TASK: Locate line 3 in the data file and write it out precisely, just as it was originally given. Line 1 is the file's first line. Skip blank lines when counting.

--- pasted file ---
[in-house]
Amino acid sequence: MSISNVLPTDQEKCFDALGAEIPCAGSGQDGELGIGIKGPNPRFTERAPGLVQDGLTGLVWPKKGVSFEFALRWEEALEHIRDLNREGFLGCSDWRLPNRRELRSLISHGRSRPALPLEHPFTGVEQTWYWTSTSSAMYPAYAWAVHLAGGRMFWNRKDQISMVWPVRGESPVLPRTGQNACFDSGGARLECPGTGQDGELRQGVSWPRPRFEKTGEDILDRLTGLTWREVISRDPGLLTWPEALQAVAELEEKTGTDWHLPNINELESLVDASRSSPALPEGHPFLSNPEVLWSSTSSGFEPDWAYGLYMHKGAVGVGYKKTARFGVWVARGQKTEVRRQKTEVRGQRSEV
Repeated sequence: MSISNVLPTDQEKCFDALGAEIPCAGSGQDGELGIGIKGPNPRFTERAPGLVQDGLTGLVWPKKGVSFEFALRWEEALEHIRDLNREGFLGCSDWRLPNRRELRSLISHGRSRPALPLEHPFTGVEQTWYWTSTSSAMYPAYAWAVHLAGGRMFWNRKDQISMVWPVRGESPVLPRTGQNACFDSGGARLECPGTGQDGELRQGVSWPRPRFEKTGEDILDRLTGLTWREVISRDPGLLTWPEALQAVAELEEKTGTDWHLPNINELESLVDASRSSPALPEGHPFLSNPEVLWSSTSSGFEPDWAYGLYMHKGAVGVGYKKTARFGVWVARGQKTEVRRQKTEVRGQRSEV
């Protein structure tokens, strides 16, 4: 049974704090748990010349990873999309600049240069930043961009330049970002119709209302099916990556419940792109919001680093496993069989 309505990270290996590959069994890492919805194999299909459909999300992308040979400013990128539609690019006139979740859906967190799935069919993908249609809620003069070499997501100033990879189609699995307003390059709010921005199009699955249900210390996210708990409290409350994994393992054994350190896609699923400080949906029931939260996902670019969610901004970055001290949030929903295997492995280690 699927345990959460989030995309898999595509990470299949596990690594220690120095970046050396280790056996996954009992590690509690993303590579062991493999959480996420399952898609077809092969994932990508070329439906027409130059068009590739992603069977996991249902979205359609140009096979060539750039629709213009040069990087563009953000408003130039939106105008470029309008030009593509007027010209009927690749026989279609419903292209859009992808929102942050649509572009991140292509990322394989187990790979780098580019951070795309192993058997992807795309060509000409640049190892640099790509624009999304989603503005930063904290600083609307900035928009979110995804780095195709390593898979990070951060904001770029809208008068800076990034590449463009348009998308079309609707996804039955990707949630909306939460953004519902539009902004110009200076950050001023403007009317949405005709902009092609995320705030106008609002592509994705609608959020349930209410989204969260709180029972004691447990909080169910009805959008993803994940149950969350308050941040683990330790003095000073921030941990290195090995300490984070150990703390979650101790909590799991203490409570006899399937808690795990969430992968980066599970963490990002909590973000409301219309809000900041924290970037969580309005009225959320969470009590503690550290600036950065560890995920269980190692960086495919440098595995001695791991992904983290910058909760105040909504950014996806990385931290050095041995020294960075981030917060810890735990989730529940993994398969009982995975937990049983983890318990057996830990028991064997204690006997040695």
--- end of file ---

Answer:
Repeated sequence: MSISNVLPTDQEKCFDALGAEIPCAGSGQDGELGIGIKGPNPRFTERAPGLVQDGLTGLVWPKKGVSFEFALRWEEALEHIRDLNREGFLGCSDWRLPNRRELRSLISHGRSRPALPLEHPFTGVEQTWYWTSTSSAMYPAYAWAVHLAGGRMFWNRKDQISMVWPVRGESPVLPRTGQNACFDSGGARLECPGTGQDGELRQGVSWPRPRFEKTGEDILDRLTGLTWREVISRDPGLLTWPEALQAVAELEEKTGTDWHLPNINELESLVDASRSSPALPEGHPFLSNPEVLWSSTSSGFEPDWAYGLYMHKGAVGVGYKKTARFGVWVARGQKTEVRRQKTEVRGQRSEV